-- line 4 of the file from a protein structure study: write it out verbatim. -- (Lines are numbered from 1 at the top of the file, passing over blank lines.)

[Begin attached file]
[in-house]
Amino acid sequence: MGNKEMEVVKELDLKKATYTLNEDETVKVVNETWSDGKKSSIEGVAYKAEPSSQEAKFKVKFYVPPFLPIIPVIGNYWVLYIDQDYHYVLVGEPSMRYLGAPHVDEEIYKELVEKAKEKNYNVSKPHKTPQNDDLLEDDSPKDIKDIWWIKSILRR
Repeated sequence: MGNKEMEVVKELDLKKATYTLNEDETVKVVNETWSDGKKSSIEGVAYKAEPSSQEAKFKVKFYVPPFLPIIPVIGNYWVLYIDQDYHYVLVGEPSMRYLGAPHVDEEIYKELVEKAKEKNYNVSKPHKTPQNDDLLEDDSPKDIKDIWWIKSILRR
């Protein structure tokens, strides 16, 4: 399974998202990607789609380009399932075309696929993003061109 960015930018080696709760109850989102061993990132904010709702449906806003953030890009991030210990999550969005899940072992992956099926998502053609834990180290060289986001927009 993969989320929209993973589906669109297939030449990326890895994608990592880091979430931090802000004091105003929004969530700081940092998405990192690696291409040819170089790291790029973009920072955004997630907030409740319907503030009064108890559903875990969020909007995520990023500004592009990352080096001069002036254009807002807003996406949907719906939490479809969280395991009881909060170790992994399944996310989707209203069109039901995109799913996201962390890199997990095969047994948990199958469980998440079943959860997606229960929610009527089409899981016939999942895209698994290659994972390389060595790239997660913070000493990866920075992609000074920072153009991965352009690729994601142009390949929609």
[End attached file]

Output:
């Protein structure tokens, strides 16, 4: 399974998202990607789609380009399932075309696929993003061109 960015930018080696709760109850989102061993990132904010709702449906806003953030890009991030210990999550969005899940072992992956099926998502053609834990180290060289986001927009 993969989320929209993973589906669109297939030449990326890895994608990592880091979430931090802000004091105003929004969530700081940092998405990192690696291409040819170089790291790029973009920072955004997630907030409740319907503030009064108890559903875990969020909007995520990023500004592009990352080096001069002036254009807002807003996406949907719906939490479809969280395991009881909060170790992994399944996310989707209203069109039901995109799913996201962390890199997990095969047994948990199958469980998440079943959860997606229960929610009527089409899981016939999942895209698994290659994972390389060595790239997660913070000493990866920075992609000074920072153009991965352009690729994601142009390949929609």